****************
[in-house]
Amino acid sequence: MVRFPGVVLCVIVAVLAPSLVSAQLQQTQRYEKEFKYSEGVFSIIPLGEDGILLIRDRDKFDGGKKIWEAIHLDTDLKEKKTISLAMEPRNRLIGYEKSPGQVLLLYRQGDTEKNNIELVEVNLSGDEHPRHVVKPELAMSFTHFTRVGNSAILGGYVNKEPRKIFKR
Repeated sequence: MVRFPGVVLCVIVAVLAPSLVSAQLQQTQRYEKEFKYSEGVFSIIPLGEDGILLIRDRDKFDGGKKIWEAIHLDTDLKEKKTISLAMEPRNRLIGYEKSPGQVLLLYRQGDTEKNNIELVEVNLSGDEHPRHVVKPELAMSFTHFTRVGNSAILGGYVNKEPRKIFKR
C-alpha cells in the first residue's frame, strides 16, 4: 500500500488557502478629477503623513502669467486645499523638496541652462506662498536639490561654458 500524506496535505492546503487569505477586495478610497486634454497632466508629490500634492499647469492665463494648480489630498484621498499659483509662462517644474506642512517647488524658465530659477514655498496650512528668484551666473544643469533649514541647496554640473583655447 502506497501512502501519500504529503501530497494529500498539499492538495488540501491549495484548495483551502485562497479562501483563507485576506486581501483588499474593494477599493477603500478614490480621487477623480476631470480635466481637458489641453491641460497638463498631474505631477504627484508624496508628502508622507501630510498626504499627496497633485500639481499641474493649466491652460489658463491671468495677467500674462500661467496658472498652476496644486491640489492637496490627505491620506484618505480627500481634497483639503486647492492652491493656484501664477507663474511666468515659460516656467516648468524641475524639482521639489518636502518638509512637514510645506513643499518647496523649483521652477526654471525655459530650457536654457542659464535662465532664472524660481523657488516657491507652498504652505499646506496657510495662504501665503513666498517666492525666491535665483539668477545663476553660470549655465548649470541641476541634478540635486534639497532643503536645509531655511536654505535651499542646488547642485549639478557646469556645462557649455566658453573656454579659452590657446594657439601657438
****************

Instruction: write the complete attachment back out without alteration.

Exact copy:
[in-house]
Amino acid sequence: MVRFPGVVLCVIVAVLAPSLVSAQLQQTQRYEKEFKYSEGVFSIIPLGEDGILLIRDRDKFDGGKKIWEAIHLDTDLKEKKTISLAMEPRNRLIGYEKSPGQVLLLYRQGDTEKNNIELVEVNLSGDEHPRHVVKPELAMSFTHFTRVGNSAILGGYVNKEPRKIFKR
Repeated sequence: MVRFPGVVLCVIVAVLAPSLVSAQLQQTQRYEKEFKYSEGVFSIIPLGEDGILLIRDRDKFDGGKKIWEAIHLDTDLKEKKTISLAMEPRNRLIGYEKSPGQVLLLYRQGDTEKNNIELVEVNLSGDEHPRHVVKPELAMSFTHFTRVGNSAILGGYVNKEPRKIFKR
C-alpha cells in the first residue's frame, strides 16, 4: 500500500488557502478629477503623513502669467486645499523638496541652462506662498536639490561654458 500524506496535505492546503487569505477586495478610497486634454497632466508629490500634492499647469492665463494648480489630498484621498499659483509662462517644474506642512517647488524658465530659477514655498496650512528668484551666473544643469533649514541647496554640473583655447 502506497501512502501519500504529503501530497494529500498539499492538495488540501491549495484548495483551502485562497479562501483563507485576506486581501483588499474593494477599493477603500478614490480621487477623480476631470480635466481637458489641453491641460497638463498631474505631477504627484508624496508628502508622507501630510498626504499627496497633485500639481499641474493649466491652460489658463491671468495677467500674462500661467496658472498652476496644486491640489492637496490627505491620506484618505480627500481634497483639503486647492492652491493656484501664477507663474511666468515659460516656467516648468524641475524639482521639489518636502518638509512637514510645506513643499518647496523649483521652477526654471525655459530650457536654457542659464535662465532664472524660481523657488516657491507652498504652505499646506496657510495662504501665503513666498517666492525666491535665483539668477545663476553660470549655465548649470541641476541634478540635486534639497532643503536645509531655511536654505535651499542646488547642485549639478557646469556645462557649455566658453573656454579659452590657446594657439601657438